The quarry is overgrown with small trees and is holding water after heavy rains in the northeastern area.
Some areas are more fossiliferous than others, and a staff person said the primary concentration of fossils was on the west end in the middle from what she had been told. It was a beautiful walk around the wooded rim of the quarry.
There were safe little bridges where appropriate. Under this one was a steep dry wash and I could see fossils below even from the height of the bridge. This would be about the area the staff person was saying would be most fossiliferous.
After that hike, we were both hungry! I asked Andreya if she wanted a culinary adventure. She said she would try new food. So I took her to Opa! Opa! a Greek restaurant that has the best Gyros I have ever tasted. She had the Kids Gyro which is basically pita bread, french fries (Which I forgot that she doesn’t like and we brought them home and fed them to the chickens.), Gyro meat (A bit spicy for her I think.), chips and sauce. She filled up on the chips, cucumber based sauce and pita bread. And we dined al fresco.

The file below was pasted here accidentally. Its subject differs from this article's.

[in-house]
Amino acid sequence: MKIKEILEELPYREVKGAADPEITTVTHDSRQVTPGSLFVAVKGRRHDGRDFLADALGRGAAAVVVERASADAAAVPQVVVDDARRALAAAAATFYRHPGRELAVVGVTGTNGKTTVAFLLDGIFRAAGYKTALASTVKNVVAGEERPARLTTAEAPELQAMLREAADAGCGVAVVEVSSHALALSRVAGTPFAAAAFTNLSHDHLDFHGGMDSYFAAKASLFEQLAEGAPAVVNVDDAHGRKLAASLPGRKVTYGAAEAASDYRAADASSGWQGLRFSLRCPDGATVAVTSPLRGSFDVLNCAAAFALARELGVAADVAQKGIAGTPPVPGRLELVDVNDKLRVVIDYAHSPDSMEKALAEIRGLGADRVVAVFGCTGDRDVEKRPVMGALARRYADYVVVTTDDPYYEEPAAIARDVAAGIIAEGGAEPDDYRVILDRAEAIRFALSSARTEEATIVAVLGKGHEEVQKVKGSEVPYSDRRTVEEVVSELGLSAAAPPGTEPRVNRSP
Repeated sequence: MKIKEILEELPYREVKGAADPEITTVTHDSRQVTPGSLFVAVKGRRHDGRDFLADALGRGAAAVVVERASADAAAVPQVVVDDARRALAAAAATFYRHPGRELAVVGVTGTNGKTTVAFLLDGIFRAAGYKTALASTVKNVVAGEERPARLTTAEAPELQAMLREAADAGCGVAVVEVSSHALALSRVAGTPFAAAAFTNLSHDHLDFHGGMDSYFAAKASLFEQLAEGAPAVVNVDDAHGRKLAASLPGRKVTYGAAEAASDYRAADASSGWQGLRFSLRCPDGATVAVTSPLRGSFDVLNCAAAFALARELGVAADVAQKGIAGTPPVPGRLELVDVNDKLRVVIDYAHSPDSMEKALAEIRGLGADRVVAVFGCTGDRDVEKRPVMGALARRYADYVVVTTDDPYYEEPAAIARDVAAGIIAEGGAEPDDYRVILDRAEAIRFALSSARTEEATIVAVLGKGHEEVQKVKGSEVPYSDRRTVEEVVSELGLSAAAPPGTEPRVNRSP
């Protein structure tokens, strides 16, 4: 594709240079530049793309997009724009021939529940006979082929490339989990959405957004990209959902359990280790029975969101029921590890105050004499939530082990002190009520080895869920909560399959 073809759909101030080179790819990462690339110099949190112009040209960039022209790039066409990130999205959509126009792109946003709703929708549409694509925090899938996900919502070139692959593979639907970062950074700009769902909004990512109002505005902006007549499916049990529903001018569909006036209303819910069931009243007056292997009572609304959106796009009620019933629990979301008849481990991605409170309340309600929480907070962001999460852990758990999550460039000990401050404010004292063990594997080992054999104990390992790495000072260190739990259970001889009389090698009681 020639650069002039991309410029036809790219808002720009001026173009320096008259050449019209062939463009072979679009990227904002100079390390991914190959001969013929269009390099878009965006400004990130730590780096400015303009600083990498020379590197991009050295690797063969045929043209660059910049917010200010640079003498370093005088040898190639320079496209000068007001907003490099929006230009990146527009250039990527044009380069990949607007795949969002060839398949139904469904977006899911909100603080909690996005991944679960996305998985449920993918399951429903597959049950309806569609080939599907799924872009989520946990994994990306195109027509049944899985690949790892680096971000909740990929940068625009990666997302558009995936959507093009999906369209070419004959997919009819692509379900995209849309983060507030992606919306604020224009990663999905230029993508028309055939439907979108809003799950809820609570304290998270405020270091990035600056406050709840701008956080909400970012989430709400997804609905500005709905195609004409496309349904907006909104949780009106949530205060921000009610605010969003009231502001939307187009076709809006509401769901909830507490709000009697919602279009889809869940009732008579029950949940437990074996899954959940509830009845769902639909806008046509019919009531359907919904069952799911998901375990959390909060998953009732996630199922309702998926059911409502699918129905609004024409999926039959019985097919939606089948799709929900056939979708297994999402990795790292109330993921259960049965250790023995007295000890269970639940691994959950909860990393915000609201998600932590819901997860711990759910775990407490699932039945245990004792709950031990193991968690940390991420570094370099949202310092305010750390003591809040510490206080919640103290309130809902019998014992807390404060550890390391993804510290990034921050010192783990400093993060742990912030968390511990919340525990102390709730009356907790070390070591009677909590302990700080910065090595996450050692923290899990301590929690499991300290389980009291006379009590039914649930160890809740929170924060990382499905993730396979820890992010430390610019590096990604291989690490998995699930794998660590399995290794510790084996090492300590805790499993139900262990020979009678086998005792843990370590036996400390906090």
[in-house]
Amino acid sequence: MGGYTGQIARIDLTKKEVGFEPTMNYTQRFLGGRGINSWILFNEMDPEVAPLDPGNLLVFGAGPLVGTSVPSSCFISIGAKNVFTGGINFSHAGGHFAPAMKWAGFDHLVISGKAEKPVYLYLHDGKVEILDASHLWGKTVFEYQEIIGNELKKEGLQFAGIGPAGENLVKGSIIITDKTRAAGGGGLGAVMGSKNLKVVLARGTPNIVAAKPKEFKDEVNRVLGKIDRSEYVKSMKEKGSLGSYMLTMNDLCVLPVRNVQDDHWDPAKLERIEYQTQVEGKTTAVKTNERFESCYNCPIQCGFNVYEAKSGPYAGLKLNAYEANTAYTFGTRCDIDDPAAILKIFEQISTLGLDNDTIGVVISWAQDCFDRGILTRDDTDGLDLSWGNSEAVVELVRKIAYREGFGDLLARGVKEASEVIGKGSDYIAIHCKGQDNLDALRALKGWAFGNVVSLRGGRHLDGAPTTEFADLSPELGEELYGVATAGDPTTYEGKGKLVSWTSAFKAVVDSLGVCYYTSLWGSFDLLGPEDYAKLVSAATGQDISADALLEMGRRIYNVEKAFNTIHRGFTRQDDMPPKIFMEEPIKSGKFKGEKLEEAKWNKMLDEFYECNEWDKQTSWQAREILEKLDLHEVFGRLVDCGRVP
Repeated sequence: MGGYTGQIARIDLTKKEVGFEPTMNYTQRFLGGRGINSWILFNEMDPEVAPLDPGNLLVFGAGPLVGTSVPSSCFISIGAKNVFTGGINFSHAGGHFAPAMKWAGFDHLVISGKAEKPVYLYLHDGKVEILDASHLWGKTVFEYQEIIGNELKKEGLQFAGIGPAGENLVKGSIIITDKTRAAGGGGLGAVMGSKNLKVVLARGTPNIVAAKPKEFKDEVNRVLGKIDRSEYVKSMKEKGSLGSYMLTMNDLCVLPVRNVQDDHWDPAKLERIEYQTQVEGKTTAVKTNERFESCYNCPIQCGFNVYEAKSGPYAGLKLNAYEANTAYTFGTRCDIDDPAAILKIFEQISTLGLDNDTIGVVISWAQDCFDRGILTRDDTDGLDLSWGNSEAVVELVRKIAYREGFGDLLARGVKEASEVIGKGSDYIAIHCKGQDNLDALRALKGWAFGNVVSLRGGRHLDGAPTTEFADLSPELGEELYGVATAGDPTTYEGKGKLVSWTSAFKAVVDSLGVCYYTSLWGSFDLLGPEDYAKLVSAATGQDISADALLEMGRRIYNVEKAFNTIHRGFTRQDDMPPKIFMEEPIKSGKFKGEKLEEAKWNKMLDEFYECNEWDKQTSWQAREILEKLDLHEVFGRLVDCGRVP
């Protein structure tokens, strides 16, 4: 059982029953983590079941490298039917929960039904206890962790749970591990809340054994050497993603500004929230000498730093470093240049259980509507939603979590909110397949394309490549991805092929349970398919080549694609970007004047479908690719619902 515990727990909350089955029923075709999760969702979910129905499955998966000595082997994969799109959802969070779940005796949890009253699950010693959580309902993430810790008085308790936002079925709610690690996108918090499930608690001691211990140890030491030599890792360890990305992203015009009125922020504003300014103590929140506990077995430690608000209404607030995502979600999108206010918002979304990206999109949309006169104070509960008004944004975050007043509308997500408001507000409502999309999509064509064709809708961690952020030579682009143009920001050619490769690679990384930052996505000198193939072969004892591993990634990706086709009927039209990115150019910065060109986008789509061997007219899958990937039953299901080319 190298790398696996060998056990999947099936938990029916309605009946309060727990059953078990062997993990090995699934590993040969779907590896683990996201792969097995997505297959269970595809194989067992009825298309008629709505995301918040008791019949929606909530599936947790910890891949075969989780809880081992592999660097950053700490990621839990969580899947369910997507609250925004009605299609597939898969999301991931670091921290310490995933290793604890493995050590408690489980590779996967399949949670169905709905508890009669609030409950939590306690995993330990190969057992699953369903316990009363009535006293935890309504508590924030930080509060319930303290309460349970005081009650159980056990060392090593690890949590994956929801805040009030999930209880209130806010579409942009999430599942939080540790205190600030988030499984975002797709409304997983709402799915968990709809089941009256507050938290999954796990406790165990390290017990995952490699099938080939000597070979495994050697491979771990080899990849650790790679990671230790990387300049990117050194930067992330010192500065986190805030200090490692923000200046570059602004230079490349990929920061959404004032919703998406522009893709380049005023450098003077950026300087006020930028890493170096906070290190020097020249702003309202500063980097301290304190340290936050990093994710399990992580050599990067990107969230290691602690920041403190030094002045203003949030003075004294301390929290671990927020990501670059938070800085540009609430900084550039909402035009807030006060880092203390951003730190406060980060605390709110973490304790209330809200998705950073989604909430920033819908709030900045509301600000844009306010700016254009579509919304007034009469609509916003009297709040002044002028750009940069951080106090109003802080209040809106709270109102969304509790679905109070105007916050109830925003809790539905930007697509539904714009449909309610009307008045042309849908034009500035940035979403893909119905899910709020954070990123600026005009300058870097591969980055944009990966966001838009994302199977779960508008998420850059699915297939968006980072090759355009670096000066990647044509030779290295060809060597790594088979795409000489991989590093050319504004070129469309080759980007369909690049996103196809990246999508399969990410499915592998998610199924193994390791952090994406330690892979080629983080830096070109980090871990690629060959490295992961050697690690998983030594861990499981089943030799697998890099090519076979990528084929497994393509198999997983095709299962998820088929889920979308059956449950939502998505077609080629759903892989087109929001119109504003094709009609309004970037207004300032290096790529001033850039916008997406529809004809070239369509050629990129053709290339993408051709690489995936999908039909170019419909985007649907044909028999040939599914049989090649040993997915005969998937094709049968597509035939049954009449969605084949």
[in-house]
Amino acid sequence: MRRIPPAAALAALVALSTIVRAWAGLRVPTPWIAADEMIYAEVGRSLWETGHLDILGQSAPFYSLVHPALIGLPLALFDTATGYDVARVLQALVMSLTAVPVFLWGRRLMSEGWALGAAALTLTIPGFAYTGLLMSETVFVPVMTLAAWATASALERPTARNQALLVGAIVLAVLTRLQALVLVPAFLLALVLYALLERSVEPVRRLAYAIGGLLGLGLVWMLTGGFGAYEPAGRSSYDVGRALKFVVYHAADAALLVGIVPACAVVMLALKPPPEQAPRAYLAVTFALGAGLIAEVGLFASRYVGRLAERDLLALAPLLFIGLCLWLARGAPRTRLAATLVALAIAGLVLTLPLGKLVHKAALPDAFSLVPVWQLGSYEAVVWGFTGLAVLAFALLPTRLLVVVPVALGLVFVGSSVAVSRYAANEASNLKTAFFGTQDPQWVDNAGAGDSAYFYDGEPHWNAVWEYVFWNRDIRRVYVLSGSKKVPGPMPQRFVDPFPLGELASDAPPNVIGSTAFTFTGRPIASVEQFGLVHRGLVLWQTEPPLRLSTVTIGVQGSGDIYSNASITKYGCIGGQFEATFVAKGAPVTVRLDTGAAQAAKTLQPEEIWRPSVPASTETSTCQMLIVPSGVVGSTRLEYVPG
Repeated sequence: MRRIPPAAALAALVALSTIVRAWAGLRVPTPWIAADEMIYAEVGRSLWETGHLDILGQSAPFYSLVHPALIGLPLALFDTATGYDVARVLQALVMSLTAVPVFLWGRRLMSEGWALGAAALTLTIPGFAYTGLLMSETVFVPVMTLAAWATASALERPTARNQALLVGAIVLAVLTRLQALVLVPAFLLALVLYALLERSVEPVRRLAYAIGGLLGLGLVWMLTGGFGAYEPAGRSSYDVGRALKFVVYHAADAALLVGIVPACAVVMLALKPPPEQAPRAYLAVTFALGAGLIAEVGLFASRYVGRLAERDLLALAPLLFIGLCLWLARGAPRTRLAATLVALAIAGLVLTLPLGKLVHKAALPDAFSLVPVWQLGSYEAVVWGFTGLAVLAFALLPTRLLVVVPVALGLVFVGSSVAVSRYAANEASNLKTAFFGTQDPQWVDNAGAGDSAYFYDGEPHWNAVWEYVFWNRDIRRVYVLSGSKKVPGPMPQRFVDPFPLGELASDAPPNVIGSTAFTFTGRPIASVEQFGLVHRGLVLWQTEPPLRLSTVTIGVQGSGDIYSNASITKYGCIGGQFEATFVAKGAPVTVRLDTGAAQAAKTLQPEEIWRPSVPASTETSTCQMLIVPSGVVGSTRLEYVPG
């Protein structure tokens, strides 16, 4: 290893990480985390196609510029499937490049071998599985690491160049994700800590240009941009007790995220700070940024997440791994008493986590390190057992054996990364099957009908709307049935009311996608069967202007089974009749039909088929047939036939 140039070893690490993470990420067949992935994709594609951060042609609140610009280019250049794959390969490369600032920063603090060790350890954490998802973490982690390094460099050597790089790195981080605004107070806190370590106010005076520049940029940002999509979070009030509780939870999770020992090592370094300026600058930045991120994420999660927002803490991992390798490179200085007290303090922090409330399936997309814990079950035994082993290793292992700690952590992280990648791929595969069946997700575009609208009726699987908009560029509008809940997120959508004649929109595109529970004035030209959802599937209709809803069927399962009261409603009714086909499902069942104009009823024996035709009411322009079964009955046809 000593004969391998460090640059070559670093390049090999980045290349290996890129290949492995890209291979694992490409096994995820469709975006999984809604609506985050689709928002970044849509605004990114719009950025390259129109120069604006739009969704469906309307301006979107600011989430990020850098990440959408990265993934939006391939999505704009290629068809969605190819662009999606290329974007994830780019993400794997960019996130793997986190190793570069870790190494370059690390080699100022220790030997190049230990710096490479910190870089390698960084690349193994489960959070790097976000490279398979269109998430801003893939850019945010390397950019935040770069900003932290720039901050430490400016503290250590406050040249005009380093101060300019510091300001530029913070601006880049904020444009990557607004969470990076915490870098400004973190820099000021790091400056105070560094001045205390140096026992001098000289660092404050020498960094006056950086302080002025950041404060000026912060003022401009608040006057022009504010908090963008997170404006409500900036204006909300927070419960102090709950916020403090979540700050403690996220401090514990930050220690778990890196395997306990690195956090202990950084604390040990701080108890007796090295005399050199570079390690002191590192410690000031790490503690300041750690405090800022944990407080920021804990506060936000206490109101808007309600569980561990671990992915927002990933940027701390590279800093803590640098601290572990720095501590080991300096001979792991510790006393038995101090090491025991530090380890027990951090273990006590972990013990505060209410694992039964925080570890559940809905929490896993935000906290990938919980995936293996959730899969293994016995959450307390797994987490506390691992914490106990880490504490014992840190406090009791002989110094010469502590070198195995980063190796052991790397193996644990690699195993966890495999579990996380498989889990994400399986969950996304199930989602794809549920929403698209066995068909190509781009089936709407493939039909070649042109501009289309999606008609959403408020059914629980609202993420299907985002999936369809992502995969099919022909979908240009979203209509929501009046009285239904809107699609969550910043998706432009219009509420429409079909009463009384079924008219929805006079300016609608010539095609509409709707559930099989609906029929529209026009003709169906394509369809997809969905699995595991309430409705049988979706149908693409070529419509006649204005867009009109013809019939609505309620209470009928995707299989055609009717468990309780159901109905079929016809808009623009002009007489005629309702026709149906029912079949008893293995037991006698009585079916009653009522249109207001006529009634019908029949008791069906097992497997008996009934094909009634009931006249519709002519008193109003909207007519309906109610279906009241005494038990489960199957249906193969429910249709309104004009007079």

Andreya napped all the way back to Spring Valley, but was ready to go swimming. So off to the pool we went – But oh no! The Pool Was Closed! August and we finally get hot weather and the pool closed?! But it was so she wanted to play on the various playground equipment.
Here are the fossils we gathered from the Spring Valley playground on the south side of town. Mostly bryozoans, but this one I posted on TFF and speculation has run from the worn siphuncle of a cephalopod, to an Archimeades bryozoan, to the internal parts of a worn crinoid segment – so, a very worn, unknown fossil at this point.